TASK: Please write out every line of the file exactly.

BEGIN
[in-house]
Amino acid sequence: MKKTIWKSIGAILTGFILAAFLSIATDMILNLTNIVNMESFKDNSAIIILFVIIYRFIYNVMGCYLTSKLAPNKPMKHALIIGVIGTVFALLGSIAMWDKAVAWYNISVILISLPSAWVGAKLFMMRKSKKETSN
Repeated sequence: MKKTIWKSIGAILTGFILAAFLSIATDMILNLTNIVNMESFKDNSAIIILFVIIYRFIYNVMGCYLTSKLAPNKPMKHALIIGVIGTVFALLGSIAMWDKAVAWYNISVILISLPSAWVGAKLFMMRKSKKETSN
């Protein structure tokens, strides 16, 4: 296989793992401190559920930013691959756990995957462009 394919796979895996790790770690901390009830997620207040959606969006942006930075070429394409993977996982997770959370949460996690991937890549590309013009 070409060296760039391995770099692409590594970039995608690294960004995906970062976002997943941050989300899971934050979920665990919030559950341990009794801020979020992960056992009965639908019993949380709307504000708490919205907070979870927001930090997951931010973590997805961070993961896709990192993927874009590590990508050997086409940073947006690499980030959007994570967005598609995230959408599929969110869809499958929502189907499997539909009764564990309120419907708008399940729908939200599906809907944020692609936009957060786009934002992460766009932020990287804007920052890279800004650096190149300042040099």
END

[in-house]
Amino acid sequence: MKKTIWKSIGAILTGFILAAFLSIATDMILNLTNIVNMESFKDNSAIIILFVIIYRFIYNVMGCYLTSKLAPNKPMKHALIIGVIGTVFALLGSIAMWDKAVAWYNISVILISLPSAWVGAKLFMMRKSKKETSN
Repeated sequence: MKKTIWKSIGAILTGFILAAFLSIATDMILNLTNIVNMESFKDNSAIIILFVIIYRFIYNVMGCYLTSKLAPNKPMKHALIIGVIGTVFALLGSIAMWDKAVAWYNISVILISLPSAWVGAKLFMMRKSKKETSN
């Protein structure tokens, strides 16, 4: 296989793992401190559920930013691959756990995957462009 394919796979895996790790770690901390009830997620207040959606969006942006930075070429394409993977996982997770959370949460996690991937890549590309013009 070409060296760039391995770099692409590594970039995608690294960004995906970062976002997943941050989300899971934050979920665990919030559950341990009794801020979020992960056992009965639908019993949380709307504000708490919205907070979870927001930090997951931010973590997805961070993961896709990192993927874009590590990508050997086409940073947006690499980030959007994570967005598609995230959408599929969110869809499958929502189907499997539909009764564990309120419907708008399940729908939200599906809907944020692609936009957060786009934002992460766009932020990287804007920052890279800004650096190149300042040099």